Golfers Gonna Golf

Golfers Gonna Golf

Phil Mickelson’s embrace of Saudi cash is an indictment of both himself and the PGA Tour he flees.


The word “sportswashing” has been used so often by critics of the international business of athletics that it’s almost become a cliché. For the uninitiated, this is when a PR-friendly sporting event is used by a nation—usually one led by a murderous, authoritarian leadership—as a propaganda tool to provoke good feelings and associations with its regime. Famous examples of this include the 1936 Olympics held in Hitler’s Germany or Zaire (now known as the Democratic Republic of Congo) dictator Mobutu Sese Seko’s hosting arguably boxing’s most famous fight, the 1974 Rumble in the Jungle between Muhammad Ali and George Foreman. Yet users of this phrase seem to reserve it for mostly non-Western dictatorships (particularly China).

But sportswashing needs to be understood as something that is indulged in by all governments—especially Western governments—when sports are used as a tool to achieve anti-poor, pro-development policy goals that people would otherwise oppose. Los Angeles, for instance, is hosting the 2028 Summer Olympics, and now as part of preparations, the city is attacking the unhoused population. LA would probably be persecuting the unhoused whether the Olympics were coming or not, but the shine of the games provides both reason and cover. When athletes refuse to compete in Israel, it is a protest against sportswashing, against lending legitimacy to their occupation of Palestine.

Sportswashing is very much in the news, because of the new LIV golf tour underwritten by Saudi Arabia. Some of the biggest names in the sport, including Phil Mickelson and Dustin Johnson, have taken as much as nine figures of Saudi money for the mighty purpose of getting paid, no matter the moral implications. Mickelson now infamously spoke to this several weeks ago, when he said the Saudis “are scary motherfuckers to get involved with. We know they killed [Jamal] Khashoggi and have a horrible record on human rights. They execute people over there for being gay. Knowing all of this, why would I even consider it? Because this is a once-in-a-lifetime opportunity to reshape how the PGA Tour operates. They’ve been able to get by with manipulative, coercive, strong-arm tactics, because we, the players, had no recourse.”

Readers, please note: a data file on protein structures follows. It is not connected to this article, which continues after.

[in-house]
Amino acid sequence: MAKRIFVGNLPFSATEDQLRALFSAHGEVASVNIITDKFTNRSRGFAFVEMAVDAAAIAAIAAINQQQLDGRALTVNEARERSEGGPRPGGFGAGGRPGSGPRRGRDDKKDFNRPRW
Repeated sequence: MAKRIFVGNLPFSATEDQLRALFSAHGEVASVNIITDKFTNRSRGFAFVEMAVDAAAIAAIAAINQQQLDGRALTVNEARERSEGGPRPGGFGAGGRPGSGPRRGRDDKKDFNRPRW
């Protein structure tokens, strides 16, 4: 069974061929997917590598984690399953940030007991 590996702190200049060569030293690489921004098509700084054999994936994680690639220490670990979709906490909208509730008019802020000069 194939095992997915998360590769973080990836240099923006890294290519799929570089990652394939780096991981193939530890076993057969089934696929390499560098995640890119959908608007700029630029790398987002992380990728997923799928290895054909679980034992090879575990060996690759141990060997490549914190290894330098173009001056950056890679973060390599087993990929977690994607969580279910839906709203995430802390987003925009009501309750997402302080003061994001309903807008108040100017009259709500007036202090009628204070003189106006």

In other words, Mickelson, somewhere in his own mind, might be consorting with some dangerous characters but he is nobly breaking the PGA’s cartel-like control of the game. He looks in the mirror and sees Curt Flood with a putter, with that fortune he’s receiving in payment just the spoils of war. This is, of course, nonsense. People like Flood, the baseball player who fought for free agency, risked everything to win freedom of labor—and did not secure a bag of cash for their troubles.

This is typical for the politics of golf: very conservative, allergic to social responsibility, resentful of progress, and always out for the buck.

In addition to Saudi Arabia’s horrific human rights record, it is now understood that prominent Saudis had significant involvement in the planning of the attacks of 9/11, in which 15 of the 19 hijackers were in fact Saudi. This reality has pushed an injection of anger and nationalism in the backlash against Mickelson and his compatriots. The group 9/11 Families United sent an open letter to the golfers blasting them and, as Sports Illustrated reported, “expressing outrage that the group would become business partners with the new league and participate in sportswashing.”

As Terry Strada, the group’s national chair, whose husband was killed on 9/11, wrote:

Given Saudi Arabia’s role in the death of our loved ones and those injured on 9/11—your fellow Americans—we are angered that you are so willing to help the Saudis cover up this history in their request for “respectability.” When you partner with the Saudis, you become complicit with their whitewash, and help give them the reputational cover they so desperately crave—and are willing to pay handsomely to manufacture.

As for Mickelson, he stammered a response about having “deep empathy” with those who lost loved ones on 9/11.

Strada then came back with another comment: “Phil knows exactly what he’s doing, and he and his fellow LIV golfers should be ashamed. They are helping the Saudi regime ‘sportswash’ their reputation in return for tens of millions of dollars, at the very same time our government is rolling out more damning evidence of Saudi culpability in the 9/11 attacks.”

Jay Monahan, the PGA Tour commissioner, piled on by saying, “You’d have to be living under a rock to not understand the implications of involving yourself with the Saudis.” There is no greater sign of Mickelson’s depravity than his having allowed the PGA Tour to adopt the moral high ground, both in its comments and when it suspended the LIV players indefinitely. The PGA is an organization built on a history of racism, sexism, and exclusion. It has also endorsed tournaments in places that engage in their own sportswashing and have poor records on human rights. The Commercial Bank Qatar Masters has been going strong for 25 years. Their brazenly hypocritical, cartel-like arrogance has earned the resentment of many players. But leaving the PGA and rushing into the arms of the Saudi Arabian ruling family is like going from the frying pan and into the incinerator. All of these people deserve each other. But if this episode furthers the understanding of sportswashing and its uses, then—especially with the World Cup in Qatar and the LA Olympics looming—we can be better prepared to combat the next round of propaganda.

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